This isn't a fine, it's just a work-related letter, claims Johnson

BORIS Johnson is claiming a letter that is clearly a fine to any sane person is actually something entirely different and work-related.

The prime minister has decided his ‘partygate’ ploy of pretending he thought a party was actually a work event was worth another shot, despite it being unconvincing and pathetic.

Johnson told reporters: “Yes, the message says ‘FINE’, but it’s actually a message from Michael Gove saying ‘everything is FINE’. I can see how people might get confused.

“It’s actually a work thing about buying a new computer for Downing Street. That’s very boring so you won’t want to be looking at it in any detail. Let’s put it away now and talk about how I saved Ukraine the other day.”

Guardian journalist Donna Sheridan said: “I’m going to write about eight earnest articles pointlessly analysing whether Johnson is going to resign. Obviously he’s not.

“I doubt one more lie matters to Boris. It’s an insult to voters’ intelligence, or maybe they’re just thick and it’s not.” 

Johnson supporter Norman Steele said: “It’s obviously a work letter, and anyway I’ve decided that if Boris does it, lying is a really good laugh. Would you prefer Corbyn or something? I’d go for a pint with Bozza.

“All of which is a painfully roundabout way of saying I like Brexit and send the immigrants back.”

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Waving at people on boats, and other random shit Brits do for no reason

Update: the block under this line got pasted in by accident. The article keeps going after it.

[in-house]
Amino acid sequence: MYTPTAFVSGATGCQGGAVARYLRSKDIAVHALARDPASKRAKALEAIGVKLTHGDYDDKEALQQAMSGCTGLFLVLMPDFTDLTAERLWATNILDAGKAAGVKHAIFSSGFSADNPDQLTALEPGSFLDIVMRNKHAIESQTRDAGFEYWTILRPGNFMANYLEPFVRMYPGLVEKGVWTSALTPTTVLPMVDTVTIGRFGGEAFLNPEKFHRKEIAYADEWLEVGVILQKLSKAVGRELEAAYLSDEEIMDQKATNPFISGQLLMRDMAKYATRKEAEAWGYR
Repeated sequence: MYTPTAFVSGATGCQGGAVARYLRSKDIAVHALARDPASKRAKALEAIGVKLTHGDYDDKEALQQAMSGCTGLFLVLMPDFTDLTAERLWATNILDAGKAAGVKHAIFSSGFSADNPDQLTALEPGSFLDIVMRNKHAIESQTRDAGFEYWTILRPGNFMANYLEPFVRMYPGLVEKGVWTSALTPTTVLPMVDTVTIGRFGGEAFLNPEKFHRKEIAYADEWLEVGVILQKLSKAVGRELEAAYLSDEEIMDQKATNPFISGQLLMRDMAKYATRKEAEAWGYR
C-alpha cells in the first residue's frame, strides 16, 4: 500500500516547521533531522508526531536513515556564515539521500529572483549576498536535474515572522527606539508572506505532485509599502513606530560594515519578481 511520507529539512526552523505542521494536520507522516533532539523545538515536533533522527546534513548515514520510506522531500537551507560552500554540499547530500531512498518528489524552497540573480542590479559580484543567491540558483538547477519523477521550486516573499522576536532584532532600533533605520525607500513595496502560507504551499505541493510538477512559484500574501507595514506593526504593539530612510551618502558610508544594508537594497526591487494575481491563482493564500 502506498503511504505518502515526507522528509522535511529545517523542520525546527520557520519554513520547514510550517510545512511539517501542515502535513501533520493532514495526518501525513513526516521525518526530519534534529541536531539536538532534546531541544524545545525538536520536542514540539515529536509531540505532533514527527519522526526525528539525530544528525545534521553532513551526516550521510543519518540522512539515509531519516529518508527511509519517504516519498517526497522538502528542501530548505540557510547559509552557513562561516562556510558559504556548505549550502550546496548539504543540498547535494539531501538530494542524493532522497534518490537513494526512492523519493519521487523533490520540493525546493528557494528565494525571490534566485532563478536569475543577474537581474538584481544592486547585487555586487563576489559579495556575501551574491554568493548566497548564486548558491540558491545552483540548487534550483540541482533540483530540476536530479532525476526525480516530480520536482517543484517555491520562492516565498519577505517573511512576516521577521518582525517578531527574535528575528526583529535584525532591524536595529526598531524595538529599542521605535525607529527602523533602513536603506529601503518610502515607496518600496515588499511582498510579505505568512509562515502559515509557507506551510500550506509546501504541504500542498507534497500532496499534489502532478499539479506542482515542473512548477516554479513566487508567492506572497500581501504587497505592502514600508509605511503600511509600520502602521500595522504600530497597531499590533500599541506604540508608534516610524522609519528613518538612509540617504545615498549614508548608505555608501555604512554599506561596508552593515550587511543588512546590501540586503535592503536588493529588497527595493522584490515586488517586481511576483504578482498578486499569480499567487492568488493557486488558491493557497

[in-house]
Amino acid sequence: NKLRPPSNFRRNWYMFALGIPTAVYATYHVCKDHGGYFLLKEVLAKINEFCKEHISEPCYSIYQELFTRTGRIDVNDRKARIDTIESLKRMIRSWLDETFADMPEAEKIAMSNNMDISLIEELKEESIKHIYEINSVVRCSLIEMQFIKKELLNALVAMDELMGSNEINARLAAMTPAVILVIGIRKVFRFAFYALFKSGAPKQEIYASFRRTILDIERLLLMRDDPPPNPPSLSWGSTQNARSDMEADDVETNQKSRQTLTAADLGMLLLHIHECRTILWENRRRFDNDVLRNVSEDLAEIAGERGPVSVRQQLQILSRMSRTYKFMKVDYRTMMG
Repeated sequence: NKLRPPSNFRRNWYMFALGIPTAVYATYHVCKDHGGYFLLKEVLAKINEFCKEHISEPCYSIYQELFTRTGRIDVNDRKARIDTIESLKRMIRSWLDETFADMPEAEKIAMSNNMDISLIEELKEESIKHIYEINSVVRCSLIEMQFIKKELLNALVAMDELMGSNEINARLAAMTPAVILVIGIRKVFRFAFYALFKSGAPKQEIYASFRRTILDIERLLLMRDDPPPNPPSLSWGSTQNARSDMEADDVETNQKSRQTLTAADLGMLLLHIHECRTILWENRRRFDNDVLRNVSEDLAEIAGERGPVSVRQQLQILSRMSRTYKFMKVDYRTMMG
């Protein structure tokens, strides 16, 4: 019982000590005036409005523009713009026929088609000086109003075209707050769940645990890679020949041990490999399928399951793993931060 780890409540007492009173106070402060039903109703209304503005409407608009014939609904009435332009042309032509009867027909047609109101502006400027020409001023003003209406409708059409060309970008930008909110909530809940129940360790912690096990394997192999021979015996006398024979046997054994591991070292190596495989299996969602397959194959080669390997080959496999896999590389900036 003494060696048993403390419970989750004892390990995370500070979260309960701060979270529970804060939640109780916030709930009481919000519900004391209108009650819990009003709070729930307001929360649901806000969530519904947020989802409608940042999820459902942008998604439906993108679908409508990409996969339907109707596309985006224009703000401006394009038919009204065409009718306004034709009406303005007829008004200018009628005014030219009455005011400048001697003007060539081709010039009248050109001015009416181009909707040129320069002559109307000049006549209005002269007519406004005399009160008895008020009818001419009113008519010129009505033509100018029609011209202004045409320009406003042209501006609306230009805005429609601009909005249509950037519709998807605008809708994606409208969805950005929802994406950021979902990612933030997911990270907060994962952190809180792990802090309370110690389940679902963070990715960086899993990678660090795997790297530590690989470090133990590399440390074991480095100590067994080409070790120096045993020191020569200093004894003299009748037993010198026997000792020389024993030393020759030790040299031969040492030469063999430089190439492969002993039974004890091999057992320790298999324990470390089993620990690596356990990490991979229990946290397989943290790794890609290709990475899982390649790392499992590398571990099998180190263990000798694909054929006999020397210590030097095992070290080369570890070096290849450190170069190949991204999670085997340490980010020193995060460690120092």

WE might ignore each other on trains, but we will cheer with wild abandon when a stranger drops a glass. Here are some of the other weird things Brits love to do:

Obsess over bins

No other nationality in the world cares quite so much about their bins. We will f**k up anyone who tries to move ours without permission and are so strangely possessive of them that we paint huge numbers on the sides to mark our territory. We’d probably piss on them like dogs too, if it wouldn’t get us arrested.

Wave at people on boats

There’s absolutely no reason for a grown adult to be delighted by a boat. Yet many of us will happily take a second out from being a miserable bastard to maniacally wave at people on a slightly unusual form of transport, and be absolutely thrilled if they see us and wave back.

Act like normal things are terribly naughty

Going for a bog-standard night out? Cheeky! Having a biscuit? Naughty! Entering a relationship? Oh, you dirty dog. We love to consider any normal activity in our bland little lives a hilarious act of deviance. And as for genuine acts of deviance? We blithely ignore those, especially if committed by an MP.

Cheer at smashed glass

There’s nothing more British than celebrating a minor mistake with the kind of cheer usually reserved for England getting through to the second round of the Euros before inevitably being knocked out. We think the failure of others is beautiful and couldn’t possibly let it go unnoticed, even though we detest anyone pointing it out when we f**k up ourselves.

Say hello to everyone on country walks

Brits have long mastered the art of politely ignoring each other. But in the great outdoors we feel obliged to bob our heads and say some mundane pleasantry to anyone passing us, as if we were simple rural folk on the way to help with the harvest, rather than city dwellers trudging back to the National Trust car park to get in our massive SUVs.